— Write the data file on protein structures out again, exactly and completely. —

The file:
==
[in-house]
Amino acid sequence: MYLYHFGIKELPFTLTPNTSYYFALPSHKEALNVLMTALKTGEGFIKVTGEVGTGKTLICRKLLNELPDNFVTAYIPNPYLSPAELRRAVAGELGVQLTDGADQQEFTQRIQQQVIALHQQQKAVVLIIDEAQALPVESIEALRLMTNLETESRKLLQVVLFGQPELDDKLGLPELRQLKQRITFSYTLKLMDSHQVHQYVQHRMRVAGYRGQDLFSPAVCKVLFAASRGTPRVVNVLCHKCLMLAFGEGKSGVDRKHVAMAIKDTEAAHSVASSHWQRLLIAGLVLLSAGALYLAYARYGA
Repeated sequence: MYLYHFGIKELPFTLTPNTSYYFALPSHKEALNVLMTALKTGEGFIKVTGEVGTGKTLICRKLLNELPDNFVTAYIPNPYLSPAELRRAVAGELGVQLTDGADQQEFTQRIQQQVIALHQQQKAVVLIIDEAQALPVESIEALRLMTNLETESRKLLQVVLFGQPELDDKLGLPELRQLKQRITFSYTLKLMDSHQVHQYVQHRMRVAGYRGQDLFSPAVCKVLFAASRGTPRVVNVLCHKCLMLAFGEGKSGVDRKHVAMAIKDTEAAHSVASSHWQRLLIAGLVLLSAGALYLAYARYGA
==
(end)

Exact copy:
[in-house]
Amino acid sequence: MYLYHFGIKELPFTLTPNTSYYFALPSHKEALNVLMTALKTGEGFIKVTGEVGTGKTLICRKLLNELPDNFVTAYIPNPYLSPAELRRAVAGELGVQLTDGADQQEFTQRIQQQVIALHQQQKAVVLIIDEAQALPVESIEALRLMTNLETESRKLLQVVLFGQPELDDKLGLPELRQLKQRITFSYTLKLMDSHQVHQYVQHRMRVAGYRGQDLFSPAVCKVLFAASRGTPRVVNVLCHKCLMLAFGEGKSGVDRKHVAMAIKDTEAAHSVASSHWQRLLIAGLVLLSAGALYLAYARYGA
Repeated sequence: MYLYHFGIKELPFTLTPNTSYYFALPSHKEALNVLMTALKTGEGFIKVTGEVGTGKTLICRKLLNELPDNFVTAYIPNPYLSPAELRRAVAGELGVQLTDGADQQEFTQRIQQQVIALHQQQKAVVLIIDEAQALPVESIEALRLMTNLETESRKLLQVVLFGQPELDDKLGLPELRQLKQRITFSYTLKLMDSHQVHQYVQHRMRVAGYRGQDLFSPAVCKVLFAASRGTPRVVNVLCHKCLMLAFGEGKSGVDRKHVAMAIKDTEAAHSVASSHWQRLLIAGLVLLSAGALYLAYARYGA